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THE SOUTHERN WILLAMETTE VALLEY

BEAN AND GRAIN PROJECT

Project Report Three: January 20, 2009

By Dan Armstrong

Hummingbird Wholesale and the Willamette Farm and Food Coalition sponsored the Southern Willamette Valley Bean and Grain Project's second Fill-your-pantry market event on April 30, 2011 at the Hummingbird Wholesale site at the corner of third and Lincoln in Eugene.

This event, much like the one held outside Corvallis at A2R Farms in October of 2010, was a swarming success. Four farms–the Hunton Family Farm/Camas Country Mill, Open Oak Farm, Gordon Farms, and Heritage Foods and Seeds–sold more than 5,000 pounds of beans, grains, and winter vegetables during the four-hour event. People began arriving before the opening at noon and small lines maintained at the selling tables until just before closing at four.

Fill-your-Pantry

Along with prompting growers to produce beans and grains, one of the central tasks of the Southern Willamette Valley Bean and Grain Project is to reach out to consumers. Local beans and grains are still a foreign concept to the greater public and considerable education is necessary. Much of this is very basic–knowing the various grains, knowing the combinations of grains and beans that provide the most nutritious meals, knowing how beans and grains can fit in with other foods on your table. Even more than this, however, it is important for consumers to know that there can be a tremendous savings by planning meals around bulk grains and beans. Hearty soups, salads, and stews can be easy to make and easy to afford when made in large portions from bulk beans and grains.

Mary Ann Jasper Filling Orders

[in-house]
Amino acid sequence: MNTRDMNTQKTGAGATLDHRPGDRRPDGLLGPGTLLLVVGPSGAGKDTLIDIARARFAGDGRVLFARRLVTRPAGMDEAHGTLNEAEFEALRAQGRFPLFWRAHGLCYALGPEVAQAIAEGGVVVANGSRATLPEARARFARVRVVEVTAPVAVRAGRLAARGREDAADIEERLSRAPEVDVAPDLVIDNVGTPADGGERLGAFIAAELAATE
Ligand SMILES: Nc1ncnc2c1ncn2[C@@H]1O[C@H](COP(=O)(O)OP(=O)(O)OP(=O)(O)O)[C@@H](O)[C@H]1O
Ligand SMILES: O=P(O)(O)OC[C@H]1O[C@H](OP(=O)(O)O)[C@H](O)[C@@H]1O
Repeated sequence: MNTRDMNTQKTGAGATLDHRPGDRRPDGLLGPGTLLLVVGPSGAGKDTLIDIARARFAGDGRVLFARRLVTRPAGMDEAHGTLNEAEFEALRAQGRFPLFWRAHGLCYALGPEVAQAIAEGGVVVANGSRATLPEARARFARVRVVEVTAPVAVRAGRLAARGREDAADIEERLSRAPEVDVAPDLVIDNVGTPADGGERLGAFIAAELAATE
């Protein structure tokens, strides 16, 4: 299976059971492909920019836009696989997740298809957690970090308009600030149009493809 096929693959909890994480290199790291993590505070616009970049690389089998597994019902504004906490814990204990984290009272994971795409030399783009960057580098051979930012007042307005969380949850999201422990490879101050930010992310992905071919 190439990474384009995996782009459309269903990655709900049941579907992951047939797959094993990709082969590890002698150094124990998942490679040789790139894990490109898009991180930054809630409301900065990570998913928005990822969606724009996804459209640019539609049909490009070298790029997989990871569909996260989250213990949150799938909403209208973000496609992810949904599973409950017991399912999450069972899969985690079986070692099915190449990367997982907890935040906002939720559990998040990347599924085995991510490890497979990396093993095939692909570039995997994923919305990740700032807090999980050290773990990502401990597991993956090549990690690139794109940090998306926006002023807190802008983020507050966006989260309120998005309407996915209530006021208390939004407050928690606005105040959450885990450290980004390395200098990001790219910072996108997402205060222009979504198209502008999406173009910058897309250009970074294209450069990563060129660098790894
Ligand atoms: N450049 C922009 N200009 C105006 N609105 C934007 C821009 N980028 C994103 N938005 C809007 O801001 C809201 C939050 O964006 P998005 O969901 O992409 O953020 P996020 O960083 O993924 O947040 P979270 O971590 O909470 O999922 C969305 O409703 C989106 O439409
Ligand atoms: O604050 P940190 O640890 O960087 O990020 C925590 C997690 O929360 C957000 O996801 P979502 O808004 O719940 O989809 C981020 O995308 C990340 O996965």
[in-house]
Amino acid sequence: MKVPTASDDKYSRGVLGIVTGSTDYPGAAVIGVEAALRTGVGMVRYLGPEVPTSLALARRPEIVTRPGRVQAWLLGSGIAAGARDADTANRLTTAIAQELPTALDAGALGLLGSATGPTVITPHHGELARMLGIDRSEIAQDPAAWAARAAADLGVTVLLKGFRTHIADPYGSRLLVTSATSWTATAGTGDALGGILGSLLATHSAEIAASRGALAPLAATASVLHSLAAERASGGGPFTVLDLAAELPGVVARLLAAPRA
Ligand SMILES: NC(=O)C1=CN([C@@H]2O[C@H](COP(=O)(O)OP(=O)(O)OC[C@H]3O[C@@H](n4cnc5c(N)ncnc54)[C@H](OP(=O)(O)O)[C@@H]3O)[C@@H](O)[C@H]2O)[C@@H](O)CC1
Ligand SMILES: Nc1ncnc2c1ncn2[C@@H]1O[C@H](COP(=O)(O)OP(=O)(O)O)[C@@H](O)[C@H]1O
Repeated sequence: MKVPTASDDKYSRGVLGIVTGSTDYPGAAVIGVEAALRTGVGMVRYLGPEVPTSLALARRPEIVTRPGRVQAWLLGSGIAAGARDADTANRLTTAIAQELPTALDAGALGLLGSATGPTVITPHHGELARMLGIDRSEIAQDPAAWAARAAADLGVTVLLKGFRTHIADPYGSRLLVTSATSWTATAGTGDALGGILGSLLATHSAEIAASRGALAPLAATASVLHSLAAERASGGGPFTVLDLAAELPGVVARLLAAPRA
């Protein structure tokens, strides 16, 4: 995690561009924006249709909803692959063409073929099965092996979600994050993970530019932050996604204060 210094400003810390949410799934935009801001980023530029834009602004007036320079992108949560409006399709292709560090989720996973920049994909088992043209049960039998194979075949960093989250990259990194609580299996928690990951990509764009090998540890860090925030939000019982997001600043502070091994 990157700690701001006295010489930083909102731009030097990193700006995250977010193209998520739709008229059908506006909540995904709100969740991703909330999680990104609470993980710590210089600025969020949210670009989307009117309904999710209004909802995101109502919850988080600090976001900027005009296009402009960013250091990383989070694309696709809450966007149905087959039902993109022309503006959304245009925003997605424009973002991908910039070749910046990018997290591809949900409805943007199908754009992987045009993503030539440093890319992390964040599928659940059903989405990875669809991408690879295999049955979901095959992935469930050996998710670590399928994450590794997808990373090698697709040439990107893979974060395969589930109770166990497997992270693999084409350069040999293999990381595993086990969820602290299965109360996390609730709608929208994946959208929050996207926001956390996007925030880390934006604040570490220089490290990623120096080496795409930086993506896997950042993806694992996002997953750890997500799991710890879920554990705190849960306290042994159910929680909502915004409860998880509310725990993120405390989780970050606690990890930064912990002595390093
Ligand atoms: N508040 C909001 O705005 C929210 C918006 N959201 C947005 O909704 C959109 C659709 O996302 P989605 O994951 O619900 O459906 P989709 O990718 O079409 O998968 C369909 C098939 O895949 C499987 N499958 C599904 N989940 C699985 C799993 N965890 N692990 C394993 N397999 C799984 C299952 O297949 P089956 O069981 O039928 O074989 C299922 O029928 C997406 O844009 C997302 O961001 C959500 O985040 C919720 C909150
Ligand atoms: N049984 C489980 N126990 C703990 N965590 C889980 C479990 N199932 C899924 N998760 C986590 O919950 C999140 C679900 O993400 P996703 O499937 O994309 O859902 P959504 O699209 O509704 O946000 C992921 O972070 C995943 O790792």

To help give insight into cooking with garbanzo beans, in particular, Clive Wanstall of Lane County Community College Culinary Arts Program was at the event cooking a variety of bean and grain dishes and feeding the enthusiastic crowd of buyers. On the menu was Punjabi Cholay, garbanzo bean tempe on whole wheat buns, and garbanzo-potato salad. (See list of recipes at Bean and Grain Index.)

Chefs front and center Two Bicycles

Of course there were more than garbanzo beans for sale. In addition to hard red and white wheat berries and flour, buckwheat flour, teff flour, oat groats, Scottish oat cereal blends, and a whole assortment of beans–pintos, black turtles, and lentils–were available at the April 30 Fill-your-pantry event and are also available year-round at Hummingbird Wholesale, Willamette Seed and Grain, and Camas Country Mill or during the Saturday Farmers' Market in downtown Eugene or at the Friday market in Springfield–even at the new Sunday neighborhood farmers' market at the corner of 19th and Agate near the University of Oregon.

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Special thanks is extended to The Willamette Farm and Food Coalition, The Ten Rivers Food Web, Hummingbird Wholesale, and the Evergreen Hill Fund of Oregon Community Foundation for for their continued support of the Southern Willamette Valley Bean and Grain Project.

Prairie Fire

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